If you are citing an online journal article - follow the guidance on citing journal article, not this! If it has a volume number and page numbers it is probably a journal article.


Elements to include in your bibliography entry

  1. Author name(s) in the format 'Surname, Initials'
  2. Year information was created or last edited (in brackets)
  3. Page title (in italics)
  4. URL:
  5. Web address
  6. Date you viewed the page (in square brackets)

Example

The citation in the text should be by author and date, as with other sources, though problems can occur where there is no obvious author (see below).     

Citation in the text:    “…..folate is naturally present in some foods, can be added to others, or taken as a supplement (Office of Dietary Supplements, 2018).”

Reference in the bibliography:    

Office of Dietary Supplements (2018) Dietary supplement fact sheet: folate. URL: http://ods.od.nih.gov/factsheets/Folate-HealthProfessional/ [6 August 2018]

Can't identify the author?

If you can identify the organisation responsible for the website, then use their name as the author e.g. World Health Organisation. If this is not possible, then use the page title or an abbreviation thereof.

Citation in the text:    “…..as demonstrated by the traditional manufacture of Camembert (2014).”

Reference in the bibliography:    

Camembert (2014) La fabrication du Camembert. URL: http://www.taste-camembert.com/camembert-fabrication.php. [9 May 2020]

Can't tell what date is was created or updated?

Look for an updated date at the foot of the page. If you can’t find one, then use the year you accessed the information followed by a question mark e.g. (2021?).

If you are citing a web site then you should retain a printed copy of that site on that day as the site can be changed without notice.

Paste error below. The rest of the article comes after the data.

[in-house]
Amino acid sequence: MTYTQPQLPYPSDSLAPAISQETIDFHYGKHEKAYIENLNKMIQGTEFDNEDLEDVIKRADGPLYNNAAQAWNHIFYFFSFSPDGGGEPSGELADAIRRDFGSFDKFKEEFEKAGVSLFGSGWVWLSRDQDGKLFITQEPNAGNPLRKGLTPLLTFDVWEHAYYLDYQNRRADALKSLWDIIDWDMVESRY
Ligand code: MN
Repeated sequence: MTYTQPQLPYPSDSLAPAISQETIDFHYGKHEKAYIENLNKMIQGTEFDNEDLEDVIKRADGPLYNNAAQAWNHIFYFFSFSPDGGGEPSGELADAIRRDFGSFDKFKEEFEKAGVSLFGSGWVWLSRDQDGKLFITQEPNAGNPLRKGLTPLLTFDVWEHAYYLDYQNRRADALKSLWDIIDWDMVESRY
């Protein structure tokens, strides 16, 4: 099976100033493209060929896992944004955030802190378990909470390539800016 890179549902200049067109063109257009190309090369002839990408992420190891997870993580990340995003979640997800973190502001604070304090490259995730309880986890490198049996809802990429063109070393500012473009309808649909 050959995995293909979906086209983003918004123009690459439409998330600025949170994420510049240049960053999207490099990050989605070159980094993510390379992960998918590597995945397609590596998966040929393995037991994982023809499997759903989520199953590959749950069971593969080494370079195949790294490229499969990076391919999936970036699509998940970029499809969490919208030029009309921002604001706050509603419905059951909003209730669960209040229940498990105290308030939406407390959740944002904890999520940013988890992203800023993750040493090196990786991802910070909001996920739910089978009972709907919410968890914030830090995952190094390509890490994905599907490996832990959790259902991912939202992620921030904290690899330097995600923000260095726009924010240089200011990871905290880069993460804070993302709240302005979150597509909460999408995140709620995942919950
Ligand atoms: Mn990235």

Secondary references (citing a source you have read about in a different source)

A secondary reference is used when you are referring to a source which you have not read yourself, but have read about in another source. Where possible, you should always try to read the original of anything you wish to refer to; otherwise you are relying on the author who cited the reference to have interpreted it correctly and not taken it out of context. Use the reference list at the end of the source you are reading to find details of the reference and search for it using the search boxes below.

Search for books on Enterprise

Just type in the first author's surname and a few words from the title.

Search for journal articles on Summon

Type in the first author's surname and first part of the title.

If you can't get hold of the original source you'll need to do a secondary reference and you should make clear that you are not using the original source. Only include the source you have used in your list of references following the guidance above on citing that type of publication.

In-text citation:

According to Gustaffson et al. (2011, as cited by Ustunol, 2014), the industrial world generates more food waste than developing countries.

Reference: 

Ustunol, Z. (2014) Overview of food proteins. In: Ustunol, Z. (ed.) Applied food protein chemistry. Chichester: Wiley.

EndNote

EndNote logoWhen you do your dissertation you could consider using EndNote to manage your references. This bibliographic management package can be used to store references, and then insert the citation in your Word document, automatically building the bibliography for you in the correct style.

Find out more on our EndNote webpages:

For information on other options for electronic management of your references see our guide to Managing references: